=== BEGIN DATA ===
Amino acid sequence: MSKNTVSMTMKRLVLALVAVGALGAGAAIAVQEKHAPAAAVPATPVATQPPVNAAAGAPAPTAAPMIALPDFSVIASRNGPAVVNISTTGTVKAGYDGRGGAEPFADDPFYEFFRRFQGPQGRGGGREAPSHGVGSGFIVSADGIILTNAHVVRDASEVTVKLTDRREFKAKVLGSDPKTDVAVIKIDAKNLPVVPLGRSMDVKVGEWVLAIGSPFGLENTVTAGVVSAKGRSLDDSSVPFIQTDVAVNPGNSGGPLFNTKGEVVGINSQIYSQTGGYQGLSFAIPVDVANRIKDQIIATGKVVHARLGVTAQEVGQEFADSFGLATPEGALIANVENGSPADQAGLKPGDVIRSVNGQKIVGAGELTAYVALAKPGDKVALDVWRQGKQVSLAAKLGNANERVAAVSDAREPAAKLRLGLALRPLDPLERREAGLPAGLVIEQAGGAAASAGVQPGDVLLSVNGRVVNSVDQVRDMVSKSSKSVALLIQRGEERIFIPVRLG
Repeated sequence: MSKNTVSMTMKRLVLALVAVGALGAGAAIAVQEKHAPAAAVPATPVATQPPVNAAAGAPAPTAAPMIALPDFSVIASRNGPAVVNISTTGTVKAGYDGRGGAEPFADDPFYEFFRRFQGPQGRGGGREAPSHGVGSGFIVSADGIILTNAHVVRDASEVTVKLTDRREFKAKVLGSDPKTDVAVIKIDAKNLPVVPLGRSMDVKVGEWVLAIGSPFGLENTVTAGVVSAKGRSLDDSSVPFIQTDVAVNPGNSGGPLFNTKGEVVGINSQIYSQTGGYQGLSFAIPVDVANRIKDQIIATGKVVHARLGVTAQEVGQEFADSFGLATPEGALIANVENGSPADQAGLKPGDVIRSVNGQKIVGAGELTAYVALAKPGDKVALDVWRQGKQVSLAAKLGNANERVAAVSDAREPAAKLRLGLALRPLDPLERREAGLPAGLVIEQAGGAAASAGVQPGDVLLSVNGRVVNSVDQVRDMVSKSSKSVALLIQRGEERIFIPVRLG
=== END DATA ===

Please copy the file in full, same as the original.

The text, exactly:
Amino acid sequence: MSKNTVSMTMKRLVLALVAVGALGAGAAIAVQEKHAPAAAVPATPVATQPPVNAAAGAPAPTAAPMIALPDFSVIASRNGPAVVNISTTGTVKAGYDGRGGAEPFADDPFYEFFRRFQGPQGRGGGREAPSHGVGSGFIVSADGIILTNAHVVRDASEVTVKLTDRREFKAKVLGSDPKTDVAVIKIDAKNLPVVPLGRSMDVKVGEWVLAIGSPFGLENTVTAGVVSAKGRSLDDSSVPFIQTDVAVNPGNSGGPLFNTKGEVVGINSQIYSQTGGYQGLSFAIPVDVANRIKDQIIATGKVVHARLGVTAQEVGQEFADSFGLATPEGALIANVENGSPADQAGLKPGDVIRSVNGQKIVGAGELTAYVALAKPGDKVALDVWRQGKQVSLAAKLGNANERVAAVSDAREPAAKLRLGLALRPLDPLERREAGLPAGLVIEQAGGAAASAGVQPGDVLLSVNGRVVNSVDQVRDMVSKSSKSVALLIQRGEERIFIPVRLG
Repeated sequence: MSKNTVSMTMKRLVLALVAVGALGAGAAIAVQEKHAPAAAVPATPVATQPPVNAAAGAPAPTAAPMIALPDFSVIASRNGPAVVNISTTGTVKAGYDGRGGAEPFADDPFYEFFRRFQGPQGRGGGREAPSHGVGSGFIVSADGIILTNAHVVRDASEVTVKLTDRREFKAKVLGSDPKTDVAVIKIDAKNLPVVPLGRSMDVKVGEWVLAIGSPFGLENTVTAGVVSAKGRSLDDSSVPFIQTDVAVNPGNSGGPLFNTKGEVVGINSQIYSQTGGYQGLSFAIPVDVANRIKDQIIATGKVVHARLGVTAQEVGQEFADSFGLATPEGALIANVENGSPADQAGLKPGDVIRSVNGQKIVGAGELTAYVALAKPGDKVALDVWRQGKQVSLAAKLGNANERVAAVSDAREPAAKLRLGLALRPLDPLERREAGLPAGLVIEQAGGAAASAGVQPGDVLLSVNGRVVNSVDQVRDMVSKSSKSVALLIQRGEERIFIPVRLG